The Way We Live Now #6: #MCWC2020

2020’s Mendocino Coast Writers Conference was entirely online. Zoom provided the backbone of the event, used for the morning workshops, the afternoon talks, readings and Open Mike, and as far as I know the consultations.

There were some surprising bonuses to an online conference. I’ll break them out below, but I want to call out one right now. People from Maine, USA, Britain, France, and Taiwan participated in the conference. (I think the person from Taiwan was getting up to start the “morning” workshop at midnight their time.)

Before I get into the pros and cons of an online conference, I want to mention the entire MCWC staff and their excellence. At the top of the list is Amy Lutz, who managed the logistics brilliantly.


I touched on access, but physical distance and travel wasn’t the only obstacle brushed away by technology. The conference is not terribly expensive for a conference, but in person you pay for three (possibly four) nights of lodging in a well-known resort town at the peak of the season. And you buy at least a few meals. MCWC2020 was instantly more affordable.


I didn’t have to wear shoes. It was nice to sit in my library in a comfortable chair rather in in a classroom three hours a day. I could refill my coffee or brew a cup of tea without worrying I was disrupting the class or missing anything vital, because I could hear the workshop from my kitchen.

Often presenters use a whiteboard or a chalkboard. In the in person morning workshops, this works well. In the larger in person afternoon talks, visibility can be dicey. With screen-share, everyone could see the material equally well.


Chat is a feature on every video conference platform I’ve seen. The conference encouraged the use of it during the sessions, with it set it to Everyone and Host. Those were the people you could chat with. Chat has a feature that lets you share with individuals only. It doesn’t show on the Chat screen, but it is not private. By setting the switch to, basically, Public, the conference made sure everyone knew that what they chatted about would be seen by everyone in the session.

And Chat was a great workshop feature! You could repeat names of titles people missed the first time around, clarify points, and post links without interrupting the group. Anyone having problems with their audio, which happened once or twice, can use Chat as an immediate backup. Chat gave an elegant pathway to agreeing with another participant’s comment, without slowing down the group.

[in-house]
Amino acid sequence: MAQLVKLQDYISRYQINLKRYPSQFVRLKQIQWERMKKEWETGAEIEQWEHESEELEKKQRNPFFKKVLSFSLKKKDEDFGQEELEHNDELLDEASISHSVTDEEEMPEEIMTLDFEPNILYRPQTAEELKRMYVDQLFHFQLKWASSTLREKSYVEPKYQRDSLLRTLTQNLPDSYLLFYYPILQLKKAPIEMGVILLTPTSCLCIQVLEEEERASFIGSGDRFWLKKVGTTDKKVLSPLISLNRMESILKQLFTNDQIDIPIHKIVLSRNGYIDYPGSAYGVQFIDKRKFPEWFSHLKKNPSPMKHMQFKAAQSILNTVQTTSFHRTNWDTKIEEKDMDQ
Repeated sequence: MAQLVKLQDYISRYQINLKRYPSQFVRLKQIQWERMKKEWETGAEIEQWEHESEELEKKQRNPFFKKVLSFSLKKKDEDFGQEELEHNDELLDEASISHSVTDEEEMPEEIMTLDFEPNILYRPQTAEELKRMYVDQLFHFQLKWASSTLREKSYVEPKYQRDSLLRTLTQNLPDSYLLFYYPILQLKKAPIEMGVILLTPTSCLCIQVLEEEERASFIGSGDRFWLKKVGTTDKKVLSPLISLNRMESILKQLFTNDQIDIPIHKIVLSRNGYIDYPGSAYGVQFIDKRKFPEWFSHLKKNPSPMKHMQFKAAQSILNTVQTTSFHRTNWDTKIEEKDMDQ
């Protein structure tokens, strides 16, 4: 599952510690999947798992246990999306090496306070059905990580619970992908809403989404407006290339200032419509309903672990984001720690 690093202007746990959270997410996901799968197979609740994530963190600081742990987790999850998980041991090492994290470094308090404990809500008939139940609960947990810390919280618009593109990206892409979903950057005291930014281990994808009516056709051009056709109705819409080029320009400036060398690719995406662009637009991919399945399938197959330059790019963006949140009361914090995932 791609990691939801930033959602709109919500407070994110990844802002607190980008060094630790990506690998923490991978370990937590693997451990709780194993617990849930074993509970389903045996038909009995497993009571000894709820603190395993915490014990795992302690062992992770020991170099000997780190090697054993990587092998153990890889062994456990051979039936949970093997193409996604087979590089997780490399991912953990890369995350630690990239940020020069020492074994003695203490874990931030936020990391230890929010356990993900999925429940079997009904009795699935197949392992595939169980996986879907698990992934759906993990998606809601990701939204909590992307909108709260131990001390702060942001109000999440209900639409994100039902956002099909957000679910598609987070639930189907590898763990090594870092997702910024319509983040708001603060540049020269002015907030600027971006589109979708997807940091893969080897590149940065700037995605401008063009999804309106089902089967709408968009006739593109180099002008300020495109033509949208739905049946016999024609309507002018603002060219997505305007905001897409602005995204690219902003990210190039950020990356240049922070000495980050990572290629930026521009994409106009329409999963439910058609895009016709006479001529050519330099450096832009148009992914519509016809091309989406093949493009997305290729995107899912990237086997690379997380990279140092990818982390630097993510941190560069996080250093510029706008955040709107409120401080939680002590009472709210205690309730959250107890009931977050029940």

If you really have to share something snarky  with a fellow participant, well, that’s what texting and email are for.

Tech Reliability:

My morning workshop experienced almost no technical problems. Yes, a few individuals had momentary glitches, but the software and the internet delivered, and that went a long way to making the conference a success. And again, kudos must go to the people working behind the scenes to make this experience seamless.

MCWC2020 was a great online conference and I’m glad I participated. It wasn’t the Mendocino Coast conference though, because the Mendocino coast wasn’t present.  Here are some other things that didn’t work as well for me.

Channels of Data Closed Off:

Weird subheading, I know. I learned a lot about how I take in information about other people. I think of myself as someone who processes information primarily visually. I don’t engage easily with audio-books. I like words, pictures, movies, plays, TV, slide shows and written instructions. Theoretically, then, video conferencing should be a good match for me. I only realized how much information I extract from nonverbals and non-audibles when I couldn’t access them.

I don’t even know what I was missing, exactly. The sense of connection to the group was tenuous. I couldn’t read body-language, of course, but somehow there is a whole cartload of cues I pick up in person that just weren’t there. And I’m pretty sure I wasn’t the only one.